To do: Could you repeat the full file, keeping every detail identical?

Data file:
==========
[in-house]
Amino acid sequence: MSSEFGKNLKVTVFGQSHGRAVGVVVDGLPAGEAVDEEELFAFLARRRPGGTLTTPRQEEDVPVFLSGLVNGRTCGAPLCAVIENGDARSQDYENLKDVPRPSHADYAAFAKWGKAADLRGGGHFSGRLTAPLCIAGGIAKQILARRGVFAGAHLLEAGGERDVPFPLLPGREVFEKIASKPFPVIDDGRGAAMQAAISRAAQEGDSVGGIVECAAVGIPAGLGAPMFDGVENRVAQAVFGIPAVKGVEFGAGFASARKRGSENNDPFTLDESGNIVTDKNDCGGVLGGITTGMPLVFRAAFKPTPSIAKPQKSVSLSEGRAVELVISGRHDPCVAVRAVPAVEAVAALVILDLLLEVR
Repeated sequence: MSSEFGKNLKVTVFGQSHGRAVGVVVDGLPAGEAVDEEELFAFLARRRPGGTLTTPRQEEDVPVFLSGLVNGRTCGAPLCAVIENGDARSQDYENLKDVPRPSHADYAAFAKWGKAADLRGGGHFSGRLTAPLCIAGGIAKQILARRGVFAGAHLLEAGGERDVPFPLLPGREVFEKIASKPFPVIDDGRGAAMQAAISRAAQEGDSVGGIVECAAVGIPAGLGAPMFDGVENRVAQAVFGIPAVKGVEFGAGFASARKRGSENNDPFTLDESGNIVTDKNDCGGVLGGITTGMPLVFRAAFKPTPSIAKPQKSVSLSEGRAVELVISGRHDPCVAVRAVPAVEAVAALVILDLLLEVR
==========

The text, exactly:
[in-house]
Amino acid sequence: MSSEFGKNLKVTVFGQSHGRAVGVVVDGLPAGEAVDEEELFAFLARRRPGGTLTTPRQEEDVPVFLSGLVNGRTCGAPLCAVIENGDARSQDYENLKDVPRPSHADYAAFAKWGKAADLRGGGHFSGRLTAPLCIAGGIAKQILARRGVFAGAHLLEAGGERDVPFPLLPGREVFEKIASKPFPVIDDGRGAAMQAAISRAAQEGDSVGGIVECAAVGIPAGLGAPMFDGVENRVAQAVFGIPAVKGVEFGAGFASARKRGSENNDPFTLDESGNIVTDKNDCGGVLGGITTGMPLVFRAAFKPTPSIAKPQKSVSLSEGRAVELVISGRHDPCVAVRAVPAVEAVAALVILDLLLEVR
Repeated sequence: MSSEFGKNLKVTVFGQSHGRAVGVVVDGLPAGEAVDEEELFAFLARRRPGGTLTTPRQEEDVPVFLSGLVNGRTCGAPLCAVIENGDARSQDYENLKDVPRPSHADYAAFAKWGKAADLRGGGHFSGRLTAPLCIAGGIAKQILARRGVFAGAHLLEAGGERDVPFPLLPGREVFEKIASKPFPVIDDGRGAAMQAAISRAAQEGDSVGGIVECAAVGIPAGLGAPMFDGVENRVAQAVFGIPAVKGVEFGAGFASARKRGSENNDPFTLDESGNIVTDKNDCGGVLGGITTGMPLVFRAAFKPTPSIAKPQKSVSLSEGRAVELVISGRHDPCVAVRAVPAVEAVAALVILDLLLEVR